Kind of a weird question… I’ll typically need a second to catch my breath after going up a flight of stars… Like one level. I believe it was mentioned in the podcast before that it’s normal and not concerning.
I am really just looking for a logical explanation as to why this happens. I thought maybe it had to do with residual fatigue or some kind of heart rate lag but I don’t really have a clue!
Think its something to do with it being a sudden short burst of activity. Rest- effort-rest. and it takes a moment for your breathing to catch up
Good question, will watch with interest. People have commented for as long as I can remember about why I puff after a single flight of stairs when am a fairly fit guy.
Because you just walked up a 35 degree hill pretty quickly?
Yea I forgot to mention how we, as well trained individuals, apparently do this more than your average person. I know I get made fun of at work when I’m out of breath talking to friends after going up stairs.
So of course the effort may be anaerobic but why am I needing to catch my breath but my colleagues aren’t?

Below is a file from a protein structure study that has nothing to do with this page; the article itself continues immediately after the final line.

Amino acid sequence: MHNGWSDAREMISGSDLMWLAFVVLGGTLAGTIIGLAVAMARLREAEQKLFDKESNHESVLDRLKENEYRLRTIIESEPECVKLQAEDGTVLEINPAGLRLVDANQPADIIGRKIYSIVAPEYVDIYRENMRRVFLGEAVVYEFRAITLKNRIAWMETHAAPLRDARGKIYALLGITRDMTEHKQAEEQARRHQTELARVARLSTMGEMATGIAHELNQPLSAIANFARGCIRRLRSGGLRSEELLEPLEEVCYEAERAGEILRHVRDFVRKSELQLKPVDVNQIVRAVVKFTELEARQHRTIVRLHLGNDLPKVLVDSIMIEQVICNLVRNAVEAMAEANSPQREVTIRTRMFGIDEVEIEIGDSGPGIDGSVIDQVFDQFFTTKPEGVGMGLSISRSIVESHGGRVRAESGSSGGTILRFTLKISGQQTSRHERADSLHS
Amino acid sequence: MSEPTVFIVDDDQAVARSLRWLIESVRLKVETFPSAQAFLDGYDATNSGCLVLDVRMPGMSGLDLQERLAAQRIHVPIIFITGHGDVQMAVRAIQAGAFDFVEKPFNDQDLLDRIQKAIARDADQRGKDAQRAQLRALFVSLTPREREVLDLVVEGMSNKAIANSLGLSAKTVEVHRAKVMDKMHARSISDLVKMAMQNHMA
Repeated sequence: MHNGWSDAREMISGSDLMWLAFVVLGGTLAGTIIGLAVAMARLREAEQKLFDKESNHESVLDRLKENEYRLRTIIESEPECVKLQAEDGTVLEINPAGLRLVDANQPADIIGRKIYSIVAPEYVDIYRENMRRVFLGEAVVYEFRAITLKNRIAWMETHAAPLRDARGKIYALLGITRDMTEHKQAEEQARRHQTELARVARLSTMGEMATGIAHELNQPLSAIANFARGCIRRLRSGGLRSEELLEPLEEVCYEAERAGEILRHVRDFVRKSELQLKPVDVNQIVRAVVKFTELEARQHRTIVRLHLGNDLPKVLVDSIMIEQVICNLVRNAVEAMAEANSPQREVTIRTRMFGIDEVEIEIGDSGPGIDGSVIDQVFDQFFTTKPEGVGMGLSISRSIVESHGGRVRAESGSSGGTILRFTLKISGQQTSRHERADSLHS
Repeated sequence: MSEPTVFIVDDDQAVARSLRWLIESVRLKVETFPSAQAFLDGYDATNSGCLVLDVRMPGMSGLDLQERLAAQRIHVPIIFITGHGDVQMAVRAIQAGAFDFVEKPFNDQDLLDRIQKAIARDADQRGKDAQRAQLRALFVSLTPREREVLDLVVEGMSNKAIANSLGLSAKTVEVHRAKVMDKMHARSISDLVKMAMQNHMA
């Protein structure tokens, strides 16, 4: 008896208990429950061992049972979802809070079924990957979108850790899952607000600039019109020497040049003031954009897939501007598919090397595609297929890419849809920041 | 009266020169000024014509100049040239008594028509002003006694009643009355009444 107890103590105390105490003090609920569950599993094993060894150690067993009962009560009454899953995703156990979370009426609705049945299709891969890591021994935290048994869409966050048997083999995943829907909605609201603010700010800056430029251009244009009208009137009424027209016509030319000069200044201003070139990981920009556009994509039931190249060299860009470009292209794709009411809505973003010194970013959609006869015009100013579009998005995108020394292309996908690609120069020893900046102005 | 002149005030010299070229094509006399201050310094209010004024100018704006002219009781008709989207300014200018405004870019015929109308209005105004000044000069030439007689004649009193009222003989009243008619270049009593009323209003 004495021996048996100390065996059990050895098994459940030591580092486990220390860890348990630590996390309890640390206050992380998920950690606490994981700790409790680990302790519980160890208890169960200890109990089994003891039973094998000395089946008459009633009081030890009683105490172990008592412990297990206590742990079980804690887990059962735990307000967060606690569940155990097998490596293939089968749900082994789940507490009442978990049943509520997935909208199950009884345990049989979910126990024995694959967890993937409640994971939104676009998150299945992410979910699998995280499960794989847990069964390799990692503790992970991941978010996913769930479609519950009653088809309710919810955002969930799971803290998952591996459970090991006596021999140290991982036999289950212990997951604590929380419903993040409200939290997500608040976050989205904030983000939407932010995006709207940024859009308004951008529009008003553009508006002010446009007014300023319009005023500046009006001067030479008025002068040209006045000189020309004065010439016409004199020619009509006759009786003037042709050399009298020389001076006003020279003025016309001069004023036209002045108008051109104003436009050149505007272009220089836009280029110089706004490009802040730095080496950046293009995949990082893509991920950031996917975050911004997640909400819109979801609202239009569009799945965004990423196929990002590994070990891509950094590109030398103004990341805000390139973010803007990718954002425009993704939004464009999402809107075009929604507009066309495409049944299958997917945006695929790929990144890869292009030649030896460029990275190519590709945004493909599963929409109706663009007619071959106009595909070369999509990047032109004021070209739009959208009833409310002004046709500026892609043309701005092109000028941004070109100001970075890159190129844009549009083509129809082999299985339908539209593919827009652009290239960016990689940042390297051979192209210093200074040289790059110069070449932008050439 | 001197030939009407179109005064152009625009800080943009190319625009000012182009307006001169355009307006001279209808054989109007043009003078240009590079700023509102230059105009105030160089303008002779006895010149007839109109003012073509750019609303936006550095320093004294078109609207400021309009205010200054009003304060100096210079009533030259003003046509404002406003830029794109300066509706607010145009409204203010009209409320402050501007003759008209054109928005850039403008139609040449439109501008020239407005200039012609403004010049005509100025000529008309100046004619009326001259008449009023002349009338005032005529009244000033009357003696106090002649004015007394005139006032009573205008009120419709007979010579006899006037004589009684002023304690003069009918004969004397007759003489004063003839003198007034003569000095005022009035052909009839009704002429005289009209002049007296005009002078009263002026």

Everyone has a different stair climbing threshold
FSTP: Functional Stair Threshold Power™
We need a test protocol for this.
Your colleagues probably walk up the stairs slower than you. Or at least they slow down as soon as some sort of discomfort hits, while you keep pushing through. Or maybe you’re holding your breath?
Or maybe your colleagues are just fitter than you
There’s a podcast episode for this, I just can’t remember which one.
I want to say it was fairly recently but I can’t recall which one
Ramp test on a stair-master
When you start climbing a flight of stairs two at a time, then decide better of it and just go up one at a time, I call that “shifting into the small ring”.
I’ve been wondering this too. Definitely seems worse for me than it used to be, as I’ve gotten much fitter through cycling.
Doesn’t happen at home (1 flight) but at work where I’m walking up 6 flights of stairs it absolutely hammers my lungs and I struggle to have a conversation. Even if I’m walking with someone who I know to be less fit than me.
I’ll have a listen to 204 later.
(very) mildly interesting note about 204: The first podcast I listened to was 205 so I only barely missed out on this knowledge
Here’s a fairly detailed set of explanations from Runner’s World (apparently this happens to runners too).
My take aways - A combination of doing something you’re actually not trained for (fast twitch vs slow twitch) plus your body is more sensitive to the increased load due to your fitness so it recognizes the demand and reacts quicker than an unfit person.
I attack the stairs at my office every morning, two at a time. Oddly, it kind of tells me how recovered I am. I’m on the third floor, and yes, I’m breathing hard walking into my office.
Dude you gotta drop all the Freds you work with when you attack